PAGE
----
Sharp observers of human behavior have long been intrigued by poker, a game that consistently pits human biases against probabilistic thinking, with a little bit of luck sprinkled in. A few years ago, the writer and psychologist Maria Konnikova found herself drawn to the game, curious about what it might teach her about her own decision-making and biases.
The answers to that question are in The Biggest Bluff, Konnikova’s recently published account of her successful attempt to go from novice to professional poker player and document her lessons along the way.
Her journey was supposed to take a year—but the game had other plans. “It became a new life,” she writes. “From novice, I turned champion. From amateur, I went pro. And all along the way, I watched with a mix of wonder and pride as my life changed for the better.”
We caught up recently over email about what she learned about overcoming destructive biases, mindfulness, and what poker can teach us about living through this tumultuous moment. For me, it was a powerful reminder that the only thing I can kind of control is myself—but sometimes, that’s enough.
Elizabeth Weingarten: You talk about the ways in which playing poker made you keenly aware of how you’d been conditioned to act in traditionally feminine ways—to be less aggressive and more passive. And this is something that surprised you; as a professional woman you thought you had overcome this socialization. You write, “Part of the reason that there are so few women in the game is that, in an environment that’s 97 percent male, the biases we’ve had to negotiate all our lives are put on a massive scale. There’s a lot to overcome internally if we’re to make it with the best.”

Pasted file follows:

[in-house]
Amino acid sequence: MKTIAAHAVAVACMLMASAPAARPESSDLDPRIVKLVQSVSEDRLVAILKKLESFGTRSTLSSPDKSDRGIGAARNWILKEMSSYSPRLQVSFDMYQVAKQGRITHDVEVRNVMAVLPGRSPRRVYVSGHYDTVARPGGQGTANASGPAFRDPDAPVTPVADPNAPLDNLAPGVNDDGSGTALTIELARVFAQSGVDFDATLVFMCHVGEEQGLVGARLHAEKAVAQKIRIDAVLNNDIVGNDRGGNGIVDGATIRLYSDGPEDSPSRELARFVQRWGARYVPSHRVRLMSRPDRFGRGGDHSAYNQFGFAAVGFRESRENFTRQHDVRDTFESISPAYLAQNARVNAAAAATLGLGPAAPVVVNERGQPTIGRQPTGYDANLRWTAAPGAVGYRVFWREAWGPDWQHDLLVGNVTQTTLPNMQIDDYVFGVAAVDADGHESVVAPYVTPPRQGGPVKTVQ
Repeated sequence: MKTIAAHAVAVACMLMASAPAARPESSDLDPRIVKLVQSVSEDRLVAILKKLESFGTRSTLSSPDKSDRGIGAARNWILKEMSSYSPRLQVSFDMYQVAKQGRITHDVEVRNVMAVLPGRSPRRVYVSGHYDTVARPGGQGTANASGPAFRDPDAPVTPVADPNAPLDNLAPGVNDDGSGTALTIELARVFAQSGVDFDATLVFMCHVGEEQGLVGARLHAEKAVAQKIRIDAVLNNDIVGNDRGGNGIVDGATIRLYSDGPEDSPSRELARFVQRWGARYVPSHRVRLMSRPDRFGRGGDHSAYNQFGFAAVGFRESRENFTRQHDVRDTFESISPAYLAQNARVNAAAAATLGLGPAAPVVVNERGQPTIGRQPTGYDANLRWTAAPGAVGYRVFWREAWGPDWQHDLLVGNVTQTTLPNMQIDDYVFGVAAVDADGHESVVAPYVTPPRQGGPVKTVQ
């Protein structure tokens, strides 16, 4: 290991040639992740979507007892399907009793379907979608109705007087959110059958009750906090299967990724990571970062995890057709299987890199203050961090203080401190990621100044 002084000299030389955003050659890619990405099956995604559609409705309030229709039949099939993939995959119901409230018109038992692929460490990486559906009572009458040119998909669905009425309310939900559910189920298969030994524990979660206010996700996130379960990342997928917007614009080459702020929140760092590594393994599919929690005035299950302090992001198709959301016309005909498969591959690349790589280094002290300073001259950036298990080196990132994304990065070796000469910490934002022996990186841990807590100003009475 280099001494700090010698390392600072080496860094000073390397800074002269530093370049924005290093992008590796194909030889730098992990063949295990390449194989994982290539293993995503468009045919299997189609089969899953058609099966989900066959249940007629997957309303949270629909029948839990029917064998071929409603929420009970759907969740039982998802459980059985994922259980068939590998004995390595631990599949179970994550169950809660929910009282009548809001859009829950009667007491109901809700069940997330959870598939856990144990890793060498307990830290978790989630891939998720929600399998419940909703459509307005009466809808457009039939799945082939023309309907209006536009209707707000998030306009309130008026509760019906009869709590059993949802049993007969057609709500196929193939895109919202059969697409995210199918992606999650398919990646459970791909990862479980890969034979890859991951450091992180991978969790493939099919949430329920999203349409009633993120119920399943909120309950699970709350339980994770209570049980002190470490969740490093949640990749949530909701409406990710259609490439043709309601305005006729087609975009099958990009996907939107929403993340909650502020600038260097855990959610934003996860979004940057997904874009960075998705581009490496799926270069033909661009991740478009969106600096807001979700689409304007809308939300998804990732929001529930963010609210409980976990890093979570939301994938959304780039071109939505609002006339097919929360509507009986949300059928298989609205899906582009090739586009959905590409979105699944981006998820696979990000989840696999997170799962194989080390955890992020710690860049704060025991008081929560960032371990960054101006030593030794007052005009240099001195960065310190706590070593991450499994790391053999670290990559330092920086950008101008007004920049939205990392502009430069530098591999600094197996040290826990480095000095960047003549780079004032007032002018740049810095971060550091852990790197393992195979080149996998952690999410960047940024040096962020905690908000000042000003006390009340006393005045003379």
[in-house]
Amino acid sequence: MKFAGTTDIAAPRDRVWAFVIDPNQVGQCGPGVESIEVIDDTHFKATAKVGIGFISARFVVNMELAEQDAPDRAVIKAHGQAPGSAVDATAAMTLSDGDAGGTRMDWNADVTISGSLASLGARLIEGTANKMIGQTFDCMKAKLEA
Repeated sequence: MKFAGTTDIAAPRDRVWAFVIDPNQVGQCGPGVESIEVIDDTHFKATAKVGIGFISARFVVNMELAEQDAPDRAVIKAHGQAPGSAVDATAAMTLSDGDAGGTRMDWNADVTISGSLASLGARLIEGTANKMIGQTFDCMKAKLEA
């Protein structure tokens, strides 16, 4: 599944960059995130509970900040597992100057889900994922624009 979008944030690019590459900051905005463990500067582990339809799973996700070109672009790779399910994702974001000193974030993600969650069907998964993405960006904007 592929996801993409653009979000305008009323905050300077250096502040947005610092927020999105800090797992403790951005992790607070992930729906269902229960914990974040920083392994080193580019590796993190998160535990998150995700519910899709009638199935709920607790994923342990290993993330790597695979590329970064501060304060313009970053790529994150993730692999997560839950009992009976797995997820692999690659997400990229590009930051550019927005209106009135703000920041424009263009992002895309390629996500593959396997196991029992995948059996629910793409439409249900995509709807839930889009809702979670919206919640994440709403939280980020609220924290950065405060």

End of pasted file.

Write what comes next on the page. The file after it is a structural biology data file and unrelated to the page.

What were some of the keys to overcoming this for you? And what advice would you give to women who aren’t about to become professional poker players but still want to disrupt those behaviors?
Maria Konnikova: It was a process of constant awareness—and of working through, beforehand, how I would respond in certain situations. First, I had to identify what the underlying issues were that were holding me back. In this case, it was wanting to be liked, wanting to avoid conflict, not wanting tension at the table, and being afraid that my aggression wouldn’t work as planned (something I must have learned in the non–poker world: often, women are penalized for being aggressive).
Then, I had to figure out how the issues manifested themselves. I had a lot of poker-specific situations here, but it’s applicable to any area of life: figure out what the most common situations are that cause you to exhibit the issues you’ve identified earlier.
Poker forces you to realize that you can’t control everything. But you can control yourself—and often, that’s what matters.
Next, I had to write out how, specifically, I would react in the moment when these issues happened—a sort of modified form of Gollwitzer’s implementation intentions, if-then plans for what I will do if certain situations arise. It’s crucial to take the time to do this, because in the moment, you will be too emotional to think of the right response.